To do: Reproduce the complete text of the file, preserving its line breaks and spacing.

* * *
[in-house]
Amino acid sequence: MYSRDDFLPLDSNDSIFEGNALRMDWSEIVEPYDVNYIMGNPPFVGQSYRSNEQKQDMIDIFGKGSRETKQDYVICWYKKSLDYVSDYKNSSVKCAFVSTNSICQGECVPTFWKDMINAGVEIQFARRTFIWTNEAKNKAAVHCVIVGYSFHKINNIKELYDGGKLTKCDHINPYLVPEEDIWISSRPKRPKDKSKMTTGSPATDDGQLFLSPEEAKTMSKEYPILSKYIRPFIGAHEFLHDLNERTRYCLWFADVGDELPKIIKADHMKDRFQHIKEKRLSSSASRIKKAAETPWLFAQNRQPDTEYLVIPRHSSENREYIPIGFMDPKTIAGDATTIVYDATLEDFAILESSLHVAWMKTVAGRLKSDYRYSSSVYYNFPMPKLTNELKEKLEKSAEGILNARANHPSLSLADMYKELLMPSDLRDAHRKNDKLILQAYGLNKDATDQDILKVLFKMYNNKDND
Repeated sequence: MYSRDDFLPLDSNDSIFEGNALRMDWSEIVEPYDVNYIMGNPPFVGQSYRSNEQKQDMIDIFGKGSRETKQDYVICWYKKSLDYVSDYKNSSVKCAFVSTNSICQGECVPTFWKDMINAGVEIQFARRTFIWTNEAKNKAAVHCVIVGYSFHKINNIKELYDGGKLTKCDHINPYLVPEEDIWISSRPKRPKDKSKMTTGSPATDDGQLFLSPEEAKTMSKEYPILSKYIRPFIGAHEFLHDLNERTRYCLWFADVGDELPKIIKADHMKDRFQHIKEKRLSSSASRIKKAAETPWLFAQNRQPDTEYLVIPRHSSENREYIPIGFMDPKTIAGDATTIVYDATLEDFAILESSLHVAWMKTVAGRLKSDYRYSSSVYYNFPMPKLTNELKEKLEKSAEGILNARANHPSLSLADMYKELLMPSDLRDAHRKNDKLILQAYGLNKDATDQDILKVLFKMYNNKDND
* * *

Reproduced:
[in-house]
Amino acid sequence: MYSRDDFLPLDSNDSIFEGNALRMDWSEIVEPYDVNYIMGNPPFVGQSYRSNEQKQDMIDIFGKGSRETKQDYVICWYKKSLDYVSDYKNSSVKCAFVSTNSICQGECVPTFWKDMINAGVEIQFARRTFIWTNEAKNKAAVHCVIVGYSFHKINNIKELYDGGKLTKCDHINPYLVPEEDIWISSRPKRPKDKSKMTTGSPATDDGQLFLSPEEAKTMSKEYPILSKYIRPFIGAHEFLHDLNERTRYCLWFADVGDELPKIIKADHMKDRFQHIKEKRLSSSASRIKKAAETPWLFAQNRQPDTEYLVIPRHSSENREYIPIGFMDPKTIAGDATTIVYDATLEDFAILESSLHVAWMKTVAGRLKSDYRYSSSVYYNFPMPKLTNELKEKLEKSAEGILNARANHPSLSLADMYKELLMPSDLRDAHRKNDKLILQAYGLNKDATDQDILKVLFKMYNNKDND
Repeated sequence: MYSRDDFLPLDSNDSIFEGNALRMDWSEIVEPYDVNYIMGNPPFVGQSYRSNEQKQDMIDIFGKGSRETKQDYVICWYKKSLDYVSDYKNSSVKCAFVSTNSICQGECVPTFWKDMINAGVEIQFARRTFIWTNEAKNKAAVHCVIVGYSFHKINNIKELYDGGKLTKCDHINPYLVPEEDIWISSRPKRPKDKSKMTTGSPATDDGQLFLSPEEAKTMSKEYPILSKYIRPFIGAHEFLHDLNERTRYCLWFADVGDELPKIIKADHMKDRFQHIKEKRLSSSASRIKKAAETPWLFAQNRQPDTEYLVIPRHSSENREYIPIGFMDPKTIAGDATTIVYDATLEDFAILESSLHVAWMKTVAGRLKSDYRYSSSVYYNFPMPKLTNELKEKLEKSAEGILNARANHPSLSLADMYKELLMPSDLRDAHRKNDKLILQAYGLNKDATDQDILKVLFKMYNNKDND